My aunt, a Mary Kay rep., gave me a bottle of this for some occasion. I tried to wear it, and appreciated the gesture, but Domain is not for me. The top notes sting of medicine and wasp repellant, and certainly take their time to settle. The middle notes retain the sharpness of the top, but give rise to more approachable petigrain, green berries, ozone, juniper, and...lavender? When the EDT reaches its basenotes, it settles into a non-descript acidic and woodsy accord.
When searching for Domain on this website, I came across a discussion comparing Domain to Abercrombie Woods. While the comparison had never struck me, I suppose it is relevant. I much prefer Woods with its hints of vanilla, but would never wear either.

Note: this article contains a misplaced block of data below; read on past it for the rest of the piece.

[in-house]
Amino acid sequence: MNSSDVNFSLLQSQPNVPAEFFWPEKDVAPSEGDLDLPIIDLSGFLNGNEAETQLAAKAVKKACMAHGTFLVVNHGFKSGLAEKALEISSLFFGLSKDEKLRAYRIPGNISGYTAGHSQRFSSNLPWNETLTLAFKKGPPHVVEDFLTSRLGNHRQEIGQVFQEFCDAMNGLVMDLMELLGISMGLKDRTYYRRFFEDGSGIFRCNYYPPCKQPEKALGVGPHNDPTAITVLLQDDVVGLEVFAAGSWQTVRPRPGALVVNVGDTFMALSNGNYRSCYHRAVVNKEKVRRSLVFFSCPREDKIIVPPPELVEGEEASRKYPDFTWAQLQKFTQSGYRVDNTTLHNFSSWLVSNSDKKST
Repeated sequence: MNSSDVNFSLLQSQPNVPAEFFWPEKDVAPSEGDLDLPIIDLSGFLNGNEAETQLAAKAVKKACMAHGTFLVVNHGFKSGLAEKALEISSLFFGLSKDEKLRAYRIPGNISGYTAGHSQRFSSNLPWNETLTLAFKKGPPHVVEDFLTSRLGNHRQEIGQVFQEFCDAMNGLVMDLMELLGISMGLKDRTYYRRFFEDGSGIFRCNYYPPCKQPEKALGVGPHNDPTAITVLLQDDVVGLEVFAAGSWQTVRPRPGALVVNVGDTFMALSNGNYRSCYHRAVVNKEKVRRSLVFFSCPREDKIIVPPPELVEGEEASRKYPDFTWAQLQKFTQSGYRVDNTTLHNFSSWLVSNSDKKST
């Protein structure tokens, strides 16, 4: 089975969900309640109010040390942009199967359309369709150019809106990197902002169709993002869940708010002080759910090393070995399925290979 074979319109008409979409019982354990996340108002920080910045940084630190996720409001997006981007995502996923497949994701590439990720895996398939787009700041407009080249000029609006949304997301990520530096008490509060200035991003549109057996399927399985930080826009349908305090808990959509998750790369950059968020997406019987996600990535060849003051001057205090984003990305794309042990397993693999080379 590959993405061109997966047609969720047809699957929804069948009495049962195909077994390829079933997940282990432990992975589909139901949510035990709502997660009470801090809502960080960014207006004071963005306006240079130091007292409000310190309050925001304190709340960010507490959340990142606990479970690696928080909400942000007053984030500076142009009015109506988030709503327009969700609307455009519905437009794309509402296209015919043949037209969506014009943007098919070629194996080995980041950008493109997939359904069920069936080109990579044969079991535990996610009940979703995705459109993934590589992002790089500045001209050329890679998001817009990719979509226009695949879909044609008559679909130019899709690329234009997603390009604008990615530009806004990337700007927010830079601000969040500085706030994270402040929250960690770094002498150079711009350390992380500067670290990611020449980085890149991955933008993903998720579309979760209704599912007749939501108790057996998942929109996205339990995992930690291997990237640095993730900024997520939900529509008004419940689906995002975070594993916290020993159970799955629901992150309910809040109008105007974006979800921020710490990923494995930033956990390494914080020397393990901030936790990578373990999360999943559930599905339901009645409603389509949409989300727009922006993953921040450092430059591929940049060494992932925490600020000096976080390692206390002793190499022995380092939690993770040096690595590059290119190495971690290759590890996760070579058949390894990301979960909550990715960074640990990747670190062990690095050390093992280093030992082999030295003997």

This is patchouli from top to bottom. I love it, but I love patchouli, and though I really love when patchouli is blended with vanilla and cola, or smoothed with labdanum, this does neither. This is a tangy sharp take on patchouli that is heavy and masculine, but very wearable. I tend to wear it for more formal and wintery occasions, but can see someone wearing it just as easily in the spring.
17th December, 2008 (last edited: 02nd January, 2009)
Ugh! hate to provide this scent with yet another negative review...but it is awful. I bought it for my dad when I was in middle school, and he never touched it. I wore it for a little while, but then lost the bottle. When I rediscovered it, I was struck by how sour, ozone ridden, and abrasive the top and middle is. If you have the patience to wait around for the sandalwood, power to you.